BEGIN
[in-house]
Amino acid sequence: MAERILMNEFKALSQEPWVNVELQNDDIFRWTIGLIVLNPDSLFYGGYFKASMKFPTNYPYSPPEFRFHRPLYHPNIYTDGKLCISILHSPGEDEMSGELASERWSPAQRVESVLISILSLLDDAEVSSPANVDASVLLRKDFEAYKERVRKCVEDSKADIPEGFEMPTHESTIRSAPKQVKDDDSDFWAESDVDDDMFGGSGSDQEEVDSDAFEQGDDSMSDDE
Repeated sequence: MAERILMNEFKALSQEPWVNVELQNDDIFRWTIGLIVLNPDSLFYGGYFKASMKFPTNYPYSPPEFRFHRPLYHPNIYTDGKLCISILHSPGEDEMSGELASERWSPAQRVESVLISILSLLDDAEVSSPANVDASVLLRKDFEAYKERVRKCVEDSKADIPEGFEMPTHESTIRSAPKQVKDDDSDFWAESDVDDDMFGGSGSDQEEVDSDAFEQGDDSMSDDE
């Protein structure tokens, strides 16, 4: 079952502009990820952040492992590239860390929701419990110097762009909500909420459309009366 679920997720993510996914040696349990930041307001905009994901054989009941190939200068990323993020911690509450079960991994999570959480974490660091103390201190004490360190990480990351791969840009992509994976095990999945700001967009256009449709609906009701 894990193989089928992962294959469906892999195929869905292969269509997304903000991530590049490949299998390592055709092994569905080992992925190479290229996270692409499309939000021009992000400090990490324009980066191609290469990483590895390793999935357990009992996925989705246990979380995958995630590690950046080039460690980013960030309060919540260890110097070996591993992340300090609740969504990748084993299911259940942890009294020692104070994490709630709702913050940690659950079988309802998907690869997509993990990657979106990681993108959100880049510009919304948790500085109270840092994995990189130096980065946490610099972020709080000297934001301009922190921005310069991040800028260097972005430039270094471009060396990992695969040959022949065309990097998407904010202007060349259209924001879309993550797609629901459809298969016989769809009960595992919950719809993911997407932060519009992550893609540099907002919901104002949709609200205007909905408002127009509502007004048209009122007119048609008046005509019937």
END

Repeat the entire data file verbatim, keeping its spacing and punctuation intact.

[in-house]
Amino acid sequence: MAERILMNEFKALSQEPWVNVELQNDDIFRWTIGLIVLNPDSLFYGGYFKASMKFPTNYPYSPPEFRFHRPLYHPNIYTDGKLCISILHSPGEDEMSGELASERWSPAQRVESVLISILSLLDDAEVSSPANVDASVLLRKDFEAYKERVRKCVEDSKADIPEGFEMPTHESTIRSAPKQVKDDDSDFWAESDVDDDMFGGSGSDQEEVDSDAFEQGDDSMSDDE
Repeated sequence: MAERILMNEFKALSQEPWVNVELQNDDIFRWTIGLIVLNPDSLFYGGYFKASMKFPTNYPYSPPEFRFHRPLYHPNIYTDGKLCISILHSPGEDEMSGELASERWSPAQRVESVLISILSLLDDAEVSSPANVDASVLLRKDFEAYKERVRKCVEDSKADIPEGFEMPTHESTIRSAPKQVKDDDSDFWAESDVDDDMFGGSGSDQEEVDSDAFEQGDDSMSDDE
């Protein structure tokens, strides 16, 4: 079952502009990820952040492992590239860390929701419990110097762009909500909420459309009366 679920997720993510996914040696349990930041307001905009994901054989009941190939200068990323993020911690509450079960991994999570959480974490660091103390201190004490360190990480990351791969840009992509994976095990999945700001967009256009449709609906009701 894990193989089928992962294959469906892999195929869905292969269509997304903000991530590049490949299998390592055709092994569905080992992925190479290229996270692409499309939000021009992000400090990490324009980066191609290469990483590895390793999935357990009992996925989705246990979380995958995630590690950046080039460690980013960030309060919540260890110097070996591993992340300090609740969504990748084993299911259940942890009294020692104070994490709630709702913050940690659950079988309802998907690869997509993990990657979106990681993108959100880049510009919304948790500085109270840092994995990189130096980065946490610099972020709080000297934001301009922190921005310069991040800028260097972005430039270094471009060396990992695969040959022949065309990097998407904010202007060349259209924001879309993550797609629901459809298969016989769809009960595992919950719809993911997407932060519009992550893609540099907002919901104002949709609200205007909905408002127009509502007004048209009122007119048609008046005509019937």